This week in government waste

April 4, 2011

It was recently reported that the Oklahoma Employees Benefits Council (EBC) hired a private lobbying firm, Capitol Gains, to work on its behalf at the state Capitol this session. The contract pays $4,000 a month, and up to $48,000 a year. The EBC, according to the agency’s website, “is your employee benefits department. We design, select, and administer benefits for you and your family.” In other words, the state legislature provides general guidelines for benefit insurance options for state employees and then tasks EBC with administering those guidelines, much like a human resources department of a company would do.

So why in the world is an agency that is a part of the human resources function for state employees hiring a lobbying firm?

According to EBC’s communications officer, Brian King, “The purpose for hiring Capitol Gains is to represent 35,000 state employees and their families, and it is ‘mission critical’ that they have that representation. The Council provides information to lawmakers relating to what’s in the best interest of state employees and their families in terms of benefits. It is our responsibility to be a resource to lawmakers as they debate and discuss legislation that impacts the health and benefits of state employees and their families.”

It’s as if EBC thinks it’s a state employees association. Oh, wait, that already exists. It’s called the Oklahoma Public Employees Association (OPEA). OPEA can’t be too thrilled that EBC has decided to outsource—tacitly admitting that private-sector firms are more effective than public employees when it comes to getting results.

Now some (including EBC) are quick to point out that EBC is non-appropriated—the legislature does not appropriate any money to the agency. But that statement conceals some important information. EBC is funded by approximately 1.25 percent of the premium paid for each employee’s benefit insurance products that are purchased through EBC. State employees, at both appropriated and non-appropriated agencies, receive a benefit allowance (which is a monthly payment from the state) to pay for their selected benefit products. When any state-appropriated agency pays insurance premiums for state employees, 1.25 percent of those appropriated funds are kept by EBC. The legislature does not have to appropriate any funds to EBC, because state-appropriated agencies have to give appropriated funds to EBC directly.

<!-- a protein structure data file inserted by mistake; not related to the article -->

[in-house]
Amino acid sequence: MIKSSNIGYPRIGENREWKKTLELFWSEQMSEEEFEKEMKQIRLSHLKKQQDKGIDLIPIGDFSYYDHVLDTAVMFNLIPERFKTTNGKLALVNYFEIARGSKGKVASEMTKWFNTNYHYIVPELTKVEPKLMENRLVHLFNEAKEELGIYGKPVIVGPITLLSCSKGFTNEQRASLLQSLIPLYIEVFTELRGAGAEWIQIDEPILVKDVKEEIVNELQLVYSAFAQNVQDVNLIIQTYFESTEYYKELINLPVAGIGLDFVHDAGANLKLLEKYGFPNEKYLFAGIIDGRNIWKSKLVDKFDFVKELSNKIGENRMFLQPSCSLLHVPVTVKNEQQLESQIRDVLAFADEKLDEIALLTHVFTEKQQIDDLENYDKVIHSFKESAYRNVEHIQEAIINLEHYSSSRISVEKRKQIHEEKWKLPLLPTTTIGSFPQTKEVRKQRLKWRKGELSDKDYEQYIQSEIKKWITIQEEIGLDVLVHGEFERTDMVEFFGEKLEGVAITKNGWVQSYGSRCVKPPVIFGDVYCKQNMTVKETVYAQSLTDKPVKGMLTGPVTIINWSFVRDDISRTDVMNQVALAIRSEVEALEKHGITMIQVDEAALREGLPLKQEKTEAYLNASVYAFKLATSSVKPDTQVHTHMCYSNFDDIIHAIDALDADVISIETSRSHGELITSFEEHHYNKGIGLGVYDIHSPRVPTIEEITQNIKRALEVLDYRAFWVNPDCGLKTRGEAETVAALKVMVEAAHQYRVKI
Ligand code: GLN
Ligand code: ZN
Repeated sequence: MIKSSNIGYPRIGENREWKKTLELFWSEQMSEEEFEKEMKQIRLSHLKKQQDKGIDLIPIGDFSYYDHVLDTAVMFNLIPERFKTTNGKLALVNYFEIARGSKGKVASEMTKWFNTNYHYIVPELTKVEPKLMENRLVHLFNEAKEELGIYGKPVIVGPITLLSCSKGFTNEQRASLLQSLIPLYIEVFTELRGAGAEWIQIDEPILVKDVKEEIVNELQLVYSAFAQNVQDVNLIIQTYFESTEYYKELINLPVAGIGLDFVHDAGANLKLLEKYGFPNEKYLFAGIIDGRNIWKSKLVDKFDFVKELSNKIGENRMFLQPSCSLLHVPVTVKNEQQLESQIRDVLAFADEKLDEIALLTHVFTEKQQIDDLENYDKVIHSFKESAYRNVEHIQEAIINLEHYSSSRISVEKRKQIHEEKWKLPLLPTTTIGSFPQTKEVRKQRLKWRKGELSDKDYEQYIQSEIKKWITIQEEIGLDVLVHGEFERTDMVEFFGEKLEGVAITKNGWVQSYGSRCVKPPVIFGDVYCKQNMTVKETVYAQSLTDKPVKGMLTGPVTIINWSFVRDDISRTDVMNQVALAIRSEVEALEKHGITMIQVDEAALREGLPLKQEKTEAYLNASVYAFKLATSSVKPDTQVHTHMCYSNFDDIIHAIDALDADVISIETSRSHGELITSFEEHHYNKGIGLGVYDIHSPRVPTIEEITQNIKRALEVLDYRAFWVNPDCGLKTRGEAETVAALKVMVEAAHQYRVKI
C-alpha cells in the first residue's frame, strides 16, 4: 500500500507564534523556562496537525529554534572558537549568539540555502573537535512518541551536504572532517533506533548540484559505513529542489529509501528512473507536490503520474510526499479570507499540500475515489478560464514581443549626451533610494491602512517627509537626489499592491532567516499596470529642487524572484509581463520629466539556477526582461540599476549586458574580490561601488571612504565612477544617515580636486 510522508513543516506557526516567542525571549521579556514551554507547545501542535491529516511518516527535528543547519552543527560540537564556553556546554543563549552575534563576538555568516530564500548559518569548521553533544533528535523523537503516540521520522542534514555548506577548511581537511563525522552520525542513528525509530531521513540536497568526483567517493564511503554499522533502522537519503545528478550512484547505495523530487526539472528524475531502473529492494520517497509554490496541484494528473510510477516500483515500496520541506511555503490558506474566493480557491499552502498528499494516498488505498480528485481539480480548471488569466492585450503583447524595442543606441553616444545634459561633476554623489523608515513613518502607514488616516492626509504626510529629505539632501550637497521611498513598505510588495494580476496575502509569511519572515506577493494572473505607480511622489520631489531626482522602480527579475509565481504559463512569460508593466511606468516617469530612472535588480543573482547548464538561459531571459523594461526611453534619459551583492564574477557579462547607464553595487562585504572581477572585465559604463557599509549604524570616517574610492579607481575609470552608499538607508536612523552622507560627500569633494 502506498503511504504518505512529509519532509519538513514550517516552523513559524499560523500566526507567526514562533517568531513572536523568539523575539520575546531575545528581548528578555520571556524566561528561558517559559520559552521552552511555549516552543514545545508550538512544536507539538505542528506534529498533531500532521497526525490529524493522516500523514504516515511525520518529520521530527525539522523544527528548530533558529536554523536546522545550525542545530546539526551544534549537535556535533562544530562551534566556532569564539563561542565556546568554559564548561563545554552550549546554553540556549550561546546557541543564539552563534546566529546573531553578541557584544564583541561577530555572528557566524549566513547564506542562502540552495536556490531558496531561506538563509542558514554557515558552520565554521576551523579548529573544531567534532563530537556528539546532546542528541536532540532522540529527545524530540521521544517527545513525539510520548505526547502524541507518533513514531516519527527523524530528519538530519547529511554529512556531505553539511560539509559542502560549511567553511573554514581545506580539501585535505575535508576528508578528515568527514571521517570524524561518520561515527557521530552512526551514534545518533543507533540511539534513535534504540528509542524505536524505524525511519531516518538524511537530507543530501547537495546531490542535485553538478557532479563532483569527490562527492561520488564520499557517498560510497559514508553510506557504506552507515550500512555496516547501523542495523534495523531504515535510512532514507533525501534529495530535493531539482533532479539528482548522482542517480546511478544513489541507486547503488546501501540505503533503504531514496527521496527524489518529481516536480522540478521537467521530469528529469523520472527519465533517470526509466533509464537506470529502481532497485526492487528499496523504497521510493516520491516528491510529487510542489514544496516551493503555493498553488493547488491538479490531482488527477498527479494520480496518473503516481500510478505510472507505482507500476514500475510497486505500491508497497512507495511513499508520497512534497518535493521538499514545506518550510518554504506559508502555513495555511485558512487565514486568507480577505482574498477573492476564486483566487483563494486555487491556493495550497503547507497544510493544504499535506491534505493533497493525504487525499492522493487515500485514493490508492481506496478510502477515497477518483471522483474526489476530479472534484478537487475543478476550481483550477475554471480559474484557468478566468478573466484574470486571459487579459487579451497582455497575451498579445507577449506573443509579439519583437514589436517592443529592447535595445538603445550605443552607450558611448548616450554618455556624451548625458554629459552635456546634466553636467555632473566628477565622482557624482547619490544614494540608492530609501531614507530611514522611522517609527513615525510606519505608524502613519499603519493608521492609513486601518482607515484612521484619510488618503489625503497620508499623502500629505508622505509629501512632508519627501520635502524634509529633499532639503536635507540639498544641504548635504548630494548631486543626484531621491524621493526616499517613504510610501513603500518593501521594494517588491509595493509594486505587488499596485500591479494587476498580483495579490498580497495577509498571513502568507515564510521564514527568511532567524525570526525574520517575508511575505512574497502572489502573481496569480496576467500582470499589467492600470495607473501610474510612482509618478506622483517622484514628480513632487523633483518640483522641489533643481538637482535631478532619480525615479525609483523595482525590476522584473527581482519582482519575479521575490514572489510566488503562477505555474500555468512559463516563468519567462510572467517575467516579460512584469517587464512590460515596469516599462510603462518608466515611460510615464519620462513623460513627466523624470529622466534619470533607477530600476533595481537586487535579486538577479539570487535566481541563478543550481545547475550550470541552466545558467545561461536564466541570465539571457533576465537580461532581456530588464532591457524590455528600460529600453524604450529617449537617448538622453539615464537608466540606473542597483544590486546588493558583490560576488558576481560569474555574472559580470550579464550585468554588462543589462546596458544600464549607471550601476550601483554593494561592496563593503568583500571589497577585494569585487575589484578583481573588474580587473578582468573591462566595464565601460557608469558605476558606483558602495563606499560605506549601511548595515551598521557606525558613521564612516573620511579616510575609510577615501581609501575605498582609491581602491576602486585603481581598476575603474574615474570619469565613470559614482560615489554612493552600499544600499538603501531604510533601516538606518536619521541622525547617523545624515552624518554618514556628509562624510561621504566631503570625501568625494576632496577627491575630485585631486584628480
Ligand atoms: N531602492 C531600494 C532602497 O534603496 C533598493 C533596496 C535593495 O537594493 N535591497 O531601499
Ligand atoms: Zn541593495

Let’s hope that the longtime Secretary of Human Resources, Oscar Jackson, who sits on EBC’s Council, is as outraged as are many of the taxpayers who are forced to fund this waste. EBC’s grotesque use of funds is another reminder why OCPA recommended that the EBC and OSEEGIB (the Oklahoma State and Education Employees Group Insurance Board) be consolidated. Indeed, one has to wonder if the hiring of the lobbying firm has less to do with the state employees who get services from the agency and more to do with the employment interests of some state employees in leadership at the EBC.